Pages: 33 (6266 words) Published: July 8, 2012
REV: JUNE 14, 2007


Volkswagen of America: Managing IT Priorities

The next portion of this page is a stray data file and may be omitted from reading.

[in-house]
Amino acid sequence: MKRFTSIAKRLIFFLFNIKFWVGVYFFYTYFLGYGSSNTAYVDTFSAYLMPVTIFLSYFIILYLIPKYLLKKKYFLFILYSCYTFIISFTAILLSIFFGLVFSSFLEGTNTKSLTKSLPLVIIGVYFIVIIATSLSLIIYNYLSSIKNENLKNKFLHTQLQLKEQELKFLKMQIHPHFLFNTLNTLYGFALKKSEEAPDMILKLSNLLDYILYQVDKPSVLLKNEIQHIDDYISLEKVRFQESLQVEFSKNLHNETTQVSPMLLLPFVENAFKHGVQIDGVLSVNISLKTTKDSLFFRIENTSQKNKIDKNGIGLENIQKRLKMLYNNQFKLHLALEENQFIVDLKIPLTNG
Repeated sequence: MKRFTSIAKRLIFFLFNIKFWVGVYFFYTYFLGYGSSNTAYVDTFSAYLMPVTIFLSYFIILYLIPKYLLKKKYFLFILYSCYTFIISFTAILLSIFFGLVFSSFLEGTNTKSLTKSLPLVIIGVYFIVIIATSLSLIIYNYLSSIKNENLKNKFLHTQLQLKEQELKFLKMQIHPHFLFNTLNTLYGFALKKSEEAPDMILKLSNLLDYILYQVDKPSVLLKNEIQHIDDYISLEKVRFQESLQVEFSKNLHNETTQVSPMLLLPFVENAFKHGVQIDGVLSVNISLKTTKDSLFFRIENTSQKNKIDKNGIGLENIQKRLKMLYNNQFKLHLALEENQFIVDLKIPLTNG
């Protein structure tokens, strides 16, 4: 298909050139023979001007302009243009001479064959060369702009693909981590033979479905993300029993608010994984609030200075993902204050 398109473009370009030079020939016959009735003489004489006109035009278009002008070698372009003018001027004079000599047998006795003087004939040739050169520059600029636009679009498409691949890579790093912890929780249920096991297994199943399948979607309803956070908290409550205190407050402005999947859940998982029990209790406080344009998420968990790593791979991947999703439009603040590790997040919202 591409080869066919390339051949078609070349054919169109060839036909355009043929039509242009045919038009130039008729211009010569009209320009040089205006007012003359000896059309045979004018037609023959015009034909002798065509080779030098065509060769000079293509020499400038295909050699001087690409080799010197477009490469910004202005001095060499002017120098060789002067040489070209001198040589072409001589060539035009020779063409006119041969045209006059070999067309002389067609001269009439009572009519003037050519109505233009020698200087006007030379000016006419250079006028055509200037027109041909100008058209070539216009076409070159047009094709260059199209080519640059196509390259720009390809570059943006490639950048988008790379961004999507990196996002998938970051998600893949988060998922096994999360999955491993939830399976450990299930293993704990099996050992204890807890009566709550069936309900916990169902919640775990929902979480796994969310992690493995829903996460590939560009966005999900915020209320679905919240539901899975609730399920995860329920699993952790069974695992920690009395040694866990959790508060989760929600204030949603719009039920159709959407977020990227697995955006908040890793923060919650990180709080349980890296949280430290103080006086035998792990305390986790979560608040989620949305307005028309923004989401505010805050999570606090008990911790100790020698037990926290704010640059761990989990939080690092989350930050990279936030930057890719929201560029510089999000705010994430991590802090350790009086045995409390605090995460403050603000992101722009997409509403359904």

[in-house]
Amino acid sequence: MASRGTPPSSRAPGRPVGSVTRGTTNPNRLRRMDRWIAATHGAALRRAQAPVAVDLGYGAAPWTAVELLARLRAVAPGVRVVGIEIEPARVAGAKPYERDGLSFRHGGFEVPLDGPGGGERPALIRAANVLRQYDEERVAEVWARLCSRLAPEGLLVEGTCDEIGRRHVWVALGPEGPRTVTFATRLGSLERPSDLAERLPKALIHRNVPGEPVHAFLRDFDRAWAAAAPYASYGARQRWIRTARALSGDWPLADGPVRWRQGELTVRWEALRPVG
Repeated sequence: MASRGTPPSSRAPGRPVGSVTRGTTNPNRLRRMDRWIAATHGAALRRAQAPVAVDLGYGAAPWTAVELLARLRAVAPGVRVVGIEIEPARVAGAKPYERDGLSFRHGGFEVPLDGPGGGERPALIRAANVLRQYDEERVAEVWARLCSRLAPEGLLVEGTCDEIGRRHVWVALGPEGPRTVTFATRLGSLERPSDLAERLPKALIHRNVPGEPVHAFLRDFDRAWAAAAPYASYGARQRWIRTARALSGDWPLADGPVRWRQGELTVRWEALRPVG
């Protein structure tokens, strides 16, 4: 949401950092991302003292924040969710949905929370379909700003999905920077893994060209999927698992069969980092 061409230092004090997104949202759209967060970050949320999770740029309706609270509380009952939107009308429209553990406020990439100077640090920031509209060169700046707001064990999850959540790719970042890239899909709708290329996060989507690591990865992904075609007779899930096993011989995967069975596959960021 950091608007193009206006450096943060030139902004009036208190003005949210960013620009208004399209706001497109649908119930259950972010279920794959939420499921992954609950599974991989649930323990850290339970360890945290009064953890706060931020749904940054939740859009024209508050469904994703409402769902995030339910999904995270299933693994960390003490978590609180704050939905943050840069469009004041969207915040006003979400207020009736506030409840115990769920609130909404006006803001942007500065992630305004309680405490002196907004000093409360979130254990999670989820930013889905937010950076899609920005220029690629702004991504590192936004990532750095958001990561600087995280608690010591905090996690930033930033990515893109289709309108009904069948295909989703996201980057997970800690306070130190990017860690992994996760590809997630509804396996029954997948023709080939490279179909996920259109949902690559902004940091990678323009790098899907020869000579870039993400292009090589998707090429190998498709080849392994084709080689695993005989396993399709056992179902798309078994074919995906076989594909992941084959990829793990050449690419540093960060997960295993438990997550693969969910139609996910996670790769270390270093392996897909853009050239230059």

Dr. Uwe Matulovic, chief information officer (CIO) of Volkswagen of America (VWoA), placed the telephone in its cradle and leaned back in his chair, replaying the just-completed conversation with one of his peers from the Executive Leadership Team (ELT). The call, Matulovic mused, had been similar to three others he had participated in that week, each with a different ELT member. The results of a new prioritization process—a list of IT projects that would be funded in 2004—had been unveiled only a few days earlier. But already a storm was gathering. The phone calls from other executives had common themes. All the callers had expressed concern that high priorities for their areas of the company had not been funded. Some had repeated views expressed during the prioritization process by people who worked for them about supposed categorization mistakes that penalized their business units. And each of the calls had concluded with an informal request to insert an unfunded project (or two) into the IT department’s work plans. “We don’t have to reopen the process,” the most recent caller had said, “but perhaps spare capacity might be applied to make some progress on this project in 2004—we’ve done this before, and it would mean a lot to our area and to the company’s growth plans.” The 10 business units that made up VWoA had proposed more than 40 projects, with funding requirements totaling $210 million (US). A budget of only $60 million (an amount capped by VWAG, the parent company of VWoA) made some degree of disappointment inevitable. But the intensity of pushback against the new process was surprising. The ELT had endorsed the idea of improving upon the old way these decisions were made, via unstructured debate among executive sponsors. The new process, it was agreed, would make trade-offs explicit and link projects and the core business processes they impacted with VWoA corporate goals. An orderly, rational process would replace what in the past had sometimes been haphazard. But now questions were being raised about whether the new process was right for VWoA. Some business units had seen none of their projects funded. Whispers throughout the company suggested that the process was “too theoretical” and noted that IT infrastructure projects had been treated separately, not forced through the same process, which many considered unfair. As Matulovic peered through the window into an overcast sky, he wondered whether he should order exceptions to the process. If a project was small and just below the line of funded projects, maybe IT should figure out a way to get it done. Or maybe he should stand his ground and defend the new process. Matulovic did not work for the other members of the ELT, but he did have to work with them. Whatever he decided could certainly affect working relationships, so he would need to consider his options carefully. ________________________________________________________________________________________________________________ Professor Robert D. Austin, Dr. Warren Ritchie, and Greggory Garrett prepared this case. HBS cases are developed solely as the basis for class discussion. Certain details have been disguised. Cases are not intended to serve as endorsements, sources of primary data, or illustrations of effective or ineffective management. Copyright © 2005, 2007 President and Fellows of Harvard College. To order copies or request permission to reproduce materials, call 1-800-5457685, write Harvard Business School Publishing, Boston, MA 02163, or go to No part of this publication may be reproduced, stored in a retrieval system, used in a spreadsheet, or transmitted in any form or by any means—electronic, mechanical, photocopying, recording, or otherwise—without the permission of Harvard Business School.


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